Wednesday, May 27, 2015

Iona Institute patron says American money bought Irish gay marriage referendum

Her Wiki page says:
     "O'Brien is a patron of the Iona Institute, a conservative Catholic pressure group, and appears regularly in the Irish media as a contributor, supporting the teachings of the Catholic Church.
     In her Irish Times column, she has expressed her opposition to abortion in all circumstances, including rape, incest and fatal foetal abnormality, and to same-sex marriage.
     Her stance on civil partnerships has changed. Initially opposed to them in 2008, and 2010 by 2015, in the run up to the Irish marriage equality referendum, she claimed to be in support of them.
     In 2015, The Independent reported O'Brien's opinion that gay couples, then prohibited from marrying, should abstain from sex like unmarried straight couples.
     Here's what O'Brien said just before the Irish referendum about the funding of the pro-marriage equality opposition:
According to Atlantic, GLEN [The Gay and Lesbian Equality Network] received $4,727,860 between 2005 and 2011.
     Yes, four and three quarter million dollars. (Incidentally, GLEN explained to The Irish Times in 2013 that it gets only half its funding from Atlantic.)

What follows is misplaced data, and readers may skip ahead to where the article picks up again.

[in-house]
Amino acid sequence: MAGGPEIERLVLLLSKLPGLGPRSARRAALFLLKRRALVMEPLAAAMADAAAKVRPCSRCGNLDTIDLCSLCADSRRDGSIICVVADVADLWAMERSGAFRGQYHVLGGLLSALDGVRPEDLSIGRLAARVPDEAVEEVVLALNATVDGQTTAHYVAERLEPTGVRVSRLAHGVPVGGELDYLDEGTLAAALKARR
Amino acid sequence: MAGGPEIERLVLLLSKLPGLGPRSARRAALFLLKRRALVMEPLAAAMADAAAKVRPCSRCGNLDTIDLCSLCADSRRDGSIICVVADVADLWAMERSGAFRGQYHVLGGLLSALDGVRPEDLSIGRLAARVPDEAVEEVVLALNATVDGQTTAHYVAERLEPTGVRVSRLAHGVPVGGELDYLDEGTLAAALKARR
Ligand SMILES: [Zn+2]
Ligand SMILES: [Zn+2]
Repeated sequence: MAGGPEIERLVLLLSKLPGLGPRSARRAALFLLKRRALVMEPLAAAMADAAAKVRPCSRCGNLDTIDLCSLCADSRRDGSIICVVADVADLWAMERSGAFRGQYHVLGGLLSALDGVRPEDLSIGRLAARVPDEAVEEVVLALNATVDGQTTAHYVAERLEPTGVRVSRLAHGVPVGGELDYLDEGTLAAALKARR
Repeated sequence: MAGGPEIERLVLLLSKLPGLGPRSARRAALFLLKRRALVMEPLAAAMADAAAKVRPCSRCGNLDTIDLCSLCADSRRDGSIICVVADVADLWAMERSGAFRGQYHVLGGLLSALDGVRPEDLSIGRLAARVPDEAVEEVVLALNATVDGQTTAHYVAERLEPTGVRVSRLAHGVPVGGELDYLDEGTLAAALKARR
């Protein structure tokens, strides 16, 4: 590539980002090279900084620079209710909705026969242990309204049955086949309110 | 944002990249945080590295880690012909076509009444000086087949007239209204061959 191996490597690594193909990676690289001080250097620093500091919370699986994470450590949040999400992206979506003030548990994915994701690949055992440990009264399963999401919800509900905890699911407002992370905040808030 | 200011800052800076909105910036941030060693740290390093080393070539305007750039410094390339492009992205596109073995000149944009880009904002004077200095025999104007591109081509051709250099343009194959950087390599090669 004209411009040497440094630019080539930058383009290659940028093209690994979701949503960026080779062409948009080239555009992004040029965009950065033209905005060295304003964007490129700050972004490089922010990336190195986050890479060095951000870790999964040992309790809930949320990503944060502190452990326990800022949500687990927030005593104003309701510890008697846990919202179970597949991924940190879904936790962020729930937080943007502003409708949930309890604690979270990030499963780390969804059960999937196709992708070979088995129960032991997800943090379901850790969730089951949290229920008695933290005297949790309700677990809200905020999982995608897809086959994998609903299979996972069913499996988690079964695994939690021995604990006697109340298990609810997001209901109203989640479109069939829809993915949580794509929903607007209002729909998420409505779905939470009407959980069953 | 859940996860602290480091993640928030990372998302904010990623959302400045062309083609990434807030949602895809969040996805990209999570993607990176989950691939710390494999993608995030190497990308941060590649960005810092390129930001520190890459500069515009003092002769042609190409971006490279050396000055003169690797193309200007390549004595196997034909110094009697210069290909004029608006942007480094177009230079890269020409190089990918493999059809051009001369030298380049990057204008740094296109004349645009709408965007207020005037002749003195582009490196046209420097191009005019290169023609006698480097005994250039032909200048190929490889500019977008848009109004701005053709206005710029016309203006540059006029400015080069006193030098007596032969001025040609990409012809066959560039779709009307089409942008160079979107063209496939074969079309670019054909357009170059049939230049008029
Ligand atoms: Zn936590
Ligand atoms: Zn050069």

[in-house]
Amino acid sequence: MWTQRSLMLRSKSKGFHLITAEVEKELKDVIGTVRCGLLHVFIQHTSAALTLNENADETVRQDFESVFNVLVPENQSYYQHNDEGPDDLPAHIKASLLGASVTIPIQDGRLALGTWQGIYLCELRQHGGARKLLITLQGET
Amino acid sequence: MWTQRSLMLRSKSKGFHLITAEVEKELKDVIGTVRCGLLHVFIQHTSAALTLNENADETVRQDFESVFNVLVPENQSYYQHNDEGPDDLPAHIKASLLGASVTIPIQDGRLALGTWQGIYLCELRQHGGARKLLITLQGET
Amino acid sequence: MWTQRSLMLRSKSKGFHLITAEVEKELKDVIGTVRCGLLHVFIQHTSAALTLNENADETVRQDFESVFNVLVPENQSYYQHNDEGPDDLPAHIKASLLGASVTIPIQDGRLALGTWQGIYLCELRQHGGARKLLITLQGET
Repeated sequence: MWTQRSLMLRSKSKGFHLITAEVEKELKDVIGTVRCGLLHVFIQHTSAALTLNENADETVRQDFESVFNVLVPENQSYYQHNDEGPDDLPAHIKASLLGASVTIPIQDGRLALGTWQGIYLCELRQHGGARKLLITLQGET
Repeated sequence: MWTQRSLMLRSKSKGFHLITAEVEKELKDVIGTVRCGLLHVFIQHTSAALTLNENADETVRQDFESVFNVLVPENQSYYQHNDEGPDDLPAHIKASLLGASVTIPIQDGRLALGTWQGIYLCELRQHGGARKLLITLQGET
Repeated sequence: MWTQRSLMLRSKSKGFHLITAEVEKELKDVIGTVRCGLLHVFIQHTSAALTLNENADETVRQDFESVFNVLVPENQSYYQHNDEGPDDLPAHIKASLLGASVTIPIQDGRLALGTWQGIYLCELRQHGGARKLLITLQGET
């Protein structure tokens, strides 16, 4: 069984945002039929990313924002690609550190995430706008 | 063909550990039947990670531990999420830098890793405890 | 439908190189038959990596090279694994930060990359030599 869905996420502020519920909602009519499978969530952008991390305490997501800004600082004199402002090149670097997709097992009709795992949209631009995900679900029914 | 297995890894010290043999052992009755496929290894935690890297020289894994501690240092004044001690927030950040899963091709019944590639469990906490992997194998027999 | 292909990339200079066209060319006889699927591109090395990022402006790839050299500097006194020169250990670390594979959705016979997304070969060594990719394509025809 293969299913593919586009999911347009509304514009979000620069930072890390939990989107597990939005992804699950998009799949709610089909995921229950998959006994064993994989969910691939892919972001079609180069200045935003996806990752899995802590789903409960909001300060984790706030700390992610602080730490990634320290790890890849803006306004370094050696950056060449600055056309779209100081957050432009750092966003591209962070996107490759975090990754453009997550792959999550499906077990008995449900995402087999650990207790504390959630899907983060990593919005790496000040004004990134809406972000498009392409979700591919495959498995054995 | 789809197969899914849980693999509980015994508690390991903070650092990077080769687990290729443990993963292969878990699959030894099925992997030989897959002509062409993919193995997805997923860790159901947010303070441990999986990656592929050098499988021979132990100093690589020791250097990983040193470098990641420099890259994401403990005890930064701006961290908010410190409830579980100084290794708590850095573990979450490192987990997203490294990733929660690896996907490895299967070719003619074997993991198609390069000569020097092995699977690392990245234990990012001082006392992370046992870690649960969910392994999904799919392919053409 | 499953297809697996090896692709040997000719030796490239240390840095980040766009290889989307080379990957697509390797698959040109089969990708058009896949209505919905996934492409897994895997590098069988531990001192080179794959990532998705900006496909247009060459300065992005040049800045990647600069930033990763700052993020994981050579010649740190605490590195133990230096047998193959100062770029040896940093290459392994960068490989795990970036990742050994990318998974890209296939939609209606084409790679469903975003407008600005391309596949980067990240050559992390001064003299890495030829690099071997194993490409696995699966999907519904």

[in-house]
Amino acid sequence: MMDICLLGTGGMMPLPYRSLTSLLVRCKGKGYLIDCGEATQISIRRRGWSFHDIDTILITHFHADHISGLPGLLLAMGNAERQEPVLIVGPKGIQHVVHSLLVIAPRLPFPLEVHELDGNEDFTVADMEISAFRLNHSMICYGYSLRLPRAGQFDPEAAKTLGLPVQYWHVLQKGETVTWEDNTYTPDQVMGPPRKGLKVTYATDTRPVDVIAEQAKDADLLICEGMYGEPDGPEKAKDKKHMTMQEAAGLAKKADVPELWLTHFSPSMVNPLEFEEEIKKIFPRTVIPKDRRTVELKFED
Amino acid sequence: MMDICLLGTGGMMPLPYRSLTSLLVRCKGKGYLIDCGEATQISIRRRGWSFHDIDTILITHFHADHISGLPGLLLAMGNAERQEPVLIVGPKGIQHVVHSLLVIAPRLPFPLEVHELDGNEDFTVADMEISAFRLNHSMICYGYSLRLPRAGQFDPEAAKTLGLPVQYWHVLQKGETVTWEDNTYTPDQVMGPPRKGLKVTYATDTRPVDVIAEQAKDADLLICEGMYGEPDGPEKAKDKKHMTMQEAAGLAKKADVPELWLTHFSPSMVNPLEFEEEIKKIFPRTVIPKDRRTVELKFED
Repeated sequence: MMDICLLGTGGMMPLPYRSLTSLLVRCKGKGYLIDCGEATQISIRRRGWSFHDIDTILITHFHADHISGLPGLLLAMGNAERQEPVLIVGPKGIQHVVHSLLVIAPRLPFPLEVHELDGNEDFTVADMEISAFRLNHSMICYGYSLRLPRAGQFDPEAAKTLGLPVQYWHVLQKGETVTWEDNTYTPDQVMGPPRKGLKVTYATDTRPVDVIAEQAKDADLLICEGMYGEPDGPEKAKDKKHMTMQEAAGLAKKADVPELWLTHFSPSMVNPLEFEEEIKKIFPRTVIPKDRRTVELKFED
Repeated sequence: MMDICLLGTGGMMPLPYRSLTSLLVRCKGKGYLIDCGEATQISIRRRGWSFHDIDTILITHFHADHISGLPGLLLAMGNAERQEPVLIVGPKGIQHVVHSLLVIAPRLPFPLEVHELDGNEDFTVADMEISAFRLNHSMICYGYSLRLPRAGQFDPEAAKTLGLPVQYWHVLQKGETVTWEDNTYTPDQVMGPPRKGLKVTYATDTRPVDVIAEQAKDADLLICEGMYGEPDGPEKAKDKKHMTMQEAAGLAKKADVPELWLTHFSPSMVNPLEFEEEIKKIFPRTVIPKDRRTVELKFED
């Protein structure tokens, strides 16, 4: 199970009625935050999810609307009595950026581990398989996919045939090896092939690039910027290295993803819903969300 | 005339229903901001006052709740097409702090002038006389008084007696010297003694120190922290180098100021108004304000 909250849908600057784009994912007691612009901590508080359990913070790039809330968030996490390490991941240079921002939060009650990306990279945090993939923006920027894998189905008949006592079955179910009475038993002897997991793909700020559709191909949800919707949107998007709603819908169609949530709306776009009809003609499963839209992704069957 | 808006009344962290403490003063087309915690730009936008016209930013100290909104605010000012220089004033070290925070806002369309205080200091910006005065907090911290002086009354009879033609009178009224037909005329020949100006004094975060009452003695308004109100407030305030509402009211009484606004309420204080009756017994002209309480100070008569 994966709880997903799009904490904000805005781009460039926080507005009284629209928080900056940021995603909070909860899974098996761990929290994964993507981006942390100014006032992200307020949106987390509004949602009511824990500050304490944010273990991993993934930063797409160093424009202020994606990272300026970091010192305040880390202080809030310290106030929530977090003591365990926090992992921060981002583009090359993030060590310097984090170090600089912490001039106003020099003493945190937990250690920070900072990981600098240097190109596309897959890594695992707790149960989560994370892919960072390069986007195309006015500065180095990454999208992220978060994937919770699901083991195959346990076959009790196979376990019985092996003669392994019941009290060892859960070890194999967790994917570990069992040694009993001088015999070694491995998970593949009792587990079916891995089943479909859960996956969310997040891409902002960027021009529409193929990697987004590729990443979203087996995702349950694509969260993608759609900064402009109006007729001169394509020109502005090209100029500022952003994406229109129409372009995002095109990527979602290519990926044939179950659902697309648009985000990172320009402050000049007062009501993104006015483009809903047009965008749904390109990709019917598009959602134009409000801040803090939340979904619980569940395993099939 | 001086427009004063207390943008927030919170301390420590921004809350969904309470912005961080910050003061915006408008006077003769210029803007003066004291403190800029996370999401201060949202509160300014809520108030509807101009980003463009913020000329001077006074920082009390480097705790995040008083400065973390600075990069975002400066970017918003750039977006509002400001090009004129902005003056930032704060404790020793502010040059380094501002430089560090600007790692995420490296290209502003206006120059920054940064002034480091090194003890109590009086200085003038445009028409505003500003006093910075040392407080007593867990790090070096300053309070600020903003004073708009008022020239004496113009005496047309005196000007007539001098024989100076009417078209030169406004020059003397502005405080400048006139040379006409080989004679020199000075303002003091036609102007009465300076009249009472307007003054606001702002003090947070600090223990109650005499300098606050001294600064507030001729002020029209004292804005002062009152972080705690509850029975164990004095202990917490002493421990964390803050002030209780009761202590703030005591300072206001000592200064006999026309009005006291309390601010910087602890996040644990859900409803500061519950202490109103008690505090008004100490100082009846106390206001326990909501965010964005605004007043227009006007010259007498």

In 2009, GLEN had 348 media appearances – 179 broadcasts and the rest ranged from national newspapers to the Law Society Gazette. Almost one per day.
     Let’s not forget Marriage Equality, whose name even ended up on the referendum ballot paper. They got a mere $475,215 from Atlantic.
     ...Oh, and the other part of Yes Equality, the Irish Council for Civil Liberties (ICCL)? From 2001 to 2010, it got $7,727,700 and another $3,829,693 in 2010 and 2013.
      ...This is not Atlantic Philanthropies funding a hospital or school. This is foreign money being systematically invested to change public opinion, to deliver seamlessly a Yes in a referendum that has enormous consequences for family law for generations.
     All the while soothing us by spinning it as just “seventeen little words”. Can American money buy an Irish referendum?

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